Tailbone Book, Chapter 4: ANATOMY of Tailbone Pain, Coccyx Pain

Tailbone Book, Chapter 4: ANATOMY of Tailbone Pain, Coccyx Pain
The actual VIDEO is at the bottom of this page.
Here is the TEXT from the video:
  • Hi. I’m Dr. Patrick Foye, M.D.
  • I’m the Director of the Coccyx Pain Center or Tailbone Pain Center here in New Jersey in the United States and online at www.TailboneDoctor.com
  • And this is the next in a series of videos reviewing the different chapters in my book “Tailbone Pain Relief Now!”
  • In this video I’m reviewing Chapter 4 which is anatomy of the coccyx and anatomy of tailbone pain.
  • And the idea here is that this chapter talks about the specific different bones in the coccyx, how you can differentiate some of those different bones from each other, how they’re different than other parts of the spine.
  • The muscles and tendons and ligaments that attach to the tailbone are all listed and discussed within this chapter.
  • Now this is really important because if you are suffering from a musculoskeletal condition it’s important that you understand a little bit about the anatomy of what’s causing your pain, what the normal structures are there, and what things can be abnormal.
  • It’s also frankly important for your physicians to understand that anatomy, which unfortunately doesn’t always happen at the tailbone just because many doctors are not familiar with treating the tailbone.
  • Anyway, so, within this chapter… so Chapter number 4 here, Anatomy of Tailbone Pain, as you can see from the illustration here (hopefully that will focus) you can see this is a view of the spine.
  • So, there’s the cervical spine, the thoracic spine, the lumbar spine, the sacrum, and then down at the bottom is the coccyx or tailbone, right down here.
  • And looking from the side view here again: the cervical spine (which is your neck region), the thoracic spine (which is where the ribs attach), the lumbar spine (very common for people to have lumbar back pain down where the belt line would be or the waistband would be in the lower back), and then down below that again is the sacrum and the coccyx.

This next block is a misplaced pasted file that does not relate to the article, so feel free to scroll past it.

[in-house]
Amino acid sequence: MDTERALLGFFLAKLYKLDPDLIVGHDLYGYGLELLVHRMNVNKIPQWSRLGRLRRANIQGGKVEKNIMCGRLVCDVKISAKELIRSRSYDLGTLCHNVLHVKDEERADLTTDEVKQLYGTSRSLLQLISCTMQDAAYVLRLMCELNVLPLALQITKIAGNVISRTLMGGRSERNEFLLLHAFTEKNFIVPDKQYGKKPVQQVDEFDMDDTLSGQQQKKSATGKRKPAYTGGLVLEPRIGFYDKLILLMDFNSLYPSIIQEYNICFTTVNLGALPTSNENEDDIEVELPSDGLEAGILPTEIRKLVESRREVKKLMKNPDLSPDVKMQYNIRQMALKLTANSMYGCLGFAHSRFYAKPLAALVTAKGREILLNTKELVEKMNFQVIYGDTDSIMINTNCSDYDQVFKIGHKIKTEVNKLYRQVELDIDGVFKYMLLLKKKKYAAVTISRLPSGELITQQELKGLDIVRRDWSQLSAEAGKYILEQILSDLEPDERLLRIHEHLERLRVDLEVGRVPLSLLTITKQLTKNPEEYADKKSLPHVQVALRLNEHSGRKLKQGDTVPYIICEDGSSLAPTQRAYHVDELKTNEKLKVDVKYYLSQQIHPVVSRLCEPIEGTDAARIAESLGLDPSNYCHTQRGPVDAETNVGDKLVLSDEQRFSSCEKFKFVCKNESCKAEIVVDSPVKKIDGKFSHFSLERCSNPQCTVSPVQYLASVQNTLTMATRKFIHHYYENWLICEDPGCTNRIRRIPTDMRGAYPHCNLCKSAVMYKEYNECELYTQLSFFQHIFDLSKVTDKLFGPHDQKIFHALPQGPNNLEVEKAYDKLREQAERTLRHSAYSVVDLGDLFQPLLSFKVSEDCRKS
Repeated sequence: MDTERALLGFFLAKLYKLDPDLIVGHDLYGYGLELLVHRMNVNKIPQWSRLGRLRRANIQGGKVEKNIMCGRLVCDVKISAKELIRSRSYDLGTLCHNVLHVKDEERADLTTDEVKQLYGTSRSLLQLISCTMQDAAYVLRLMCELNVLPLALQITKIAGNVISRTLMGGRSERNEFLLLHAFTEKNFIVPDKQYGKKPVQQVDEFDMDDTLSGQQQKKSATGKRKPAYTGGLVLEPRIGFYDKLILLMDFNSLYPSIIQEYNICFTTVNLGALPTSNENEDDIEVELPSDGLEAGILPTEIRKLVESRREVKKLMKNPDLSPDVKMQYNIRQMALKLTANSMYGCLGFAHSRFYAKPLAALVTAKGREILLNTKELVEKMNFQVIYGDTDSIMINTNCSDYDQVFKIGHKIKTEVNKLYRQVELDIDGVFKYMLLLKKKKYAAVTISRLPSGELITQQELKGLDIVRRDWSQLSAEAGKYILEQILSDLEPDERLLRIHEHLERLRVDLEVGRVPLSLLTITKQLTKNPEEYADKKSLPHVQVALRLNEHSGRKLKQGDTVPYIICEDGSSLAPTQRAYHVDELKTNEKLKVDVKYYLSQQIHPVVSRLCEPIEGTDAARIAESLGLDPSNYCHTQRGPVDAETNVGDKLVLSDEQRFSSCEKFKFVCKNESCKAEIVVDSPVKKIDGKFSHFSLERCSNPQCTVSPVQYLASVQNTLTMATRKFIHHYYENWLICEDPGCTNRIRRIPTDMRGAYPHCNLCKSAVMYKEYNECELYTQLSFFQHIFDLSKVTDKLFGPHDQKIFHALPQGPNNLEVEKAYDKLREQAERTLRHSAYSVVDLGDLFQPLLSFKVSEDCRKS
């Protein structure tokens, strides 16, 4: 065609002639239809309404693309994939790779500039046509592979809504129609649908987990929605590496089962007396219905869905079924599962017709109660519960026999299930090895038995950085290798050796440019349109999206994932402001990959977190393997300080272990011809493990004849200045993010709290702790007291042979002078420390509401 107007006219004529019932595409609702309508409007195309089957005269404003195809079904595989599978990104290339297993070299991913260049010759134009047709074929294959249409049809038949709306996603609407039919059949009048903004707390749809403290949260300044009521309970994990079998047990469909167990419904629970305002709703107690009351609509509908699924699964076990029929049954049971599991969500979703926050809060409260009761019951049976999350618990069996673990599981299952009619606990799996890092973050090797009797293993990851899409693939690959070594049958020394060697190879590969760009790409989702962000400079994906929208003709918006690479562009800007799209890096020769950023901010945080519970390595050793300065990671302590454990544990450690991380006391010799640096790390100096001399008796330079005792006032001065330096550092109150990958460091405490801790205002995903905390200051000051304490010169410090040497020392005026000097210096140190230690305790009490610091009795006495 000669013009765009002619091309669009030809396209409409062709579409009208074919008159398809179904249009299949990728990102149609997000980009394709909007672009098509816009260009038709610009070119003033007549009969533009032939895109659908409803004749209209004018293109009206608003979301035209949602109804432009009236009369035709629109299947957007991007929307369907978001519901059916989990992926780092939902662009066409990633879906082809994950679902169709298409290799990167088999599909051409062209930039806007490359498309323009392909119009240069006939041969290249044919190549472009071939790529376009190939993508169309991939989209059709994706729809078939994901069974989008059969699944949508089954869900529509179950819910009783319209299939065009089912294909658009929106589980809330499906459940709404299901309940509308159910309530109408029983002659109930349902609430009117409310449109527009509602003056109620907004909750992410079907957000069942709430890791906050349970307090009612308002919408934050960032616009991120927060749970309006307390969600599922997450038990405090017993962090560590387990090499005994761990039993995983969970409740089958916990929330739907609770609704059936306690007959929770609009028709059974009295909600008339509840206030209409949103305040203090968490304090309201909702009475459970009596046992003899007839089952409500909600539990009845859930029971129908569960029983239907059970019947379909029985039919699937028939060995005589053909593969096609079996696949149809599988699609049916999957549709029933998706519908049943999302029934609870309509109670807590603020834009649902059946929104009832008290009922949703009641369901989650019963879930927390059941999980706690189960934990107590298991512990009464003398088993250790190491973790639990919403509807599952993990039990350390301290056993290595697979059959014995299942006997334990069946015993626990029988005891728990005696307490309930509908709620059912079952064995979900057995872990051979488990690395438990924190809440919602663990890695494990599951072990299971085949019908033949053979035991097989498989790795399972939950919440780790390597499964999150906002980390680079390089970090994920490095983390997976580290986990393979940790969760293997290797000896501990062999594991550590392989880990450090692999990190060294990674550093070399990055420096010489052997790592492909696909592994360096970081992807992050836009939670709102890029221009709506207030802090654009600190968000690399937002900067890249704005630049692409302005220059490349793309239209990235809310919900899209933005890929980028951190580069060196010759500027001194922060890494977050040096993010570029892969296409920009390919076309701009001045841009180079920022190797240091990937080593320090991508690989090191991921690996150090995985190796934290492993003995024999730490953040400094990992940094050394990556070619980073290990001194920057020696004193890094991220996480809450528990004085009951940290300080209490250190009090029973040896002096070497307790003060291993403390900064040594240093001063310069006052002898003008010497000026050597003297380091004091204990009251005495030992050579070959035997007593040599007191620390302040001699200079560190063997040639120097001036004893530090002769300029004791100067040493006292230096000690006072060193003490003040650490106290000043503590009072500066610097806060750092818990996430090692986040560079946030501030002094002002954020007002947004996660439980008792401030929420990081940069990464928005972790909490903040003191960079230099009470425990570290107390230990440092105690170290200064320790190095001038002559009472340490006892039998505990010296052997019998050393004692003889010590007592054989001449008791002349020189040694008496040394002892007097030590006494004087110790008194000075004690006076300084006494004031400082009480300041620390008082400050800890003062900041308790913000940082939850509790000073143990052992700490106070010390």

• And each area of the spine is made up of a number of different bony segments.
  • And that’s true at the tailbone as well.
  • This is kind of getting a closer view here of the sacrum and coccyx.
  • Again you can see the sacrum up here.
  • And the tailbone or coccyx is down below.
  • And then here from the side view is showing the same.
  • And the book of course talks a lot more in depth about all of this.
  • The one area that’s important to mention is the importance of language and how we talk about things.
  • Because often it’s referred to as “the tailbone” or the coccyx, as if it is one singular bone, when really it’s not.
  • The tailbone is actually a collection of bones.
  • It’s anywhere from three to five bony segments that are… I’ll show you one here as well… so three to five bony segments that may or may not be fused together to different degrees in different patients.
  • So the reason that’s really important in this section on anatomy is that doctors in the emergency room where you have your x-rays after your injury, or the radiologists reading it sometimes even they may see individual bony segments and sometimes erroneously think that that’s a fracture because it’s not a single bone.
  • When really in most people it is not one single bone.
  • It’s only a small percentage of people that have the entire tailbone fused together or fused together with the sacrum.
  • Most people have some discrete bones.
  • Some of them may be fused, some of them not.
  • But that variability can really fool physicians as they’re looking at the imaging studies and they can sort of be mislead.
  • So it’s important to recognize that although it’s called the tailbone, which sounds singular, it’s actually plural… it’s a series of bones that are there.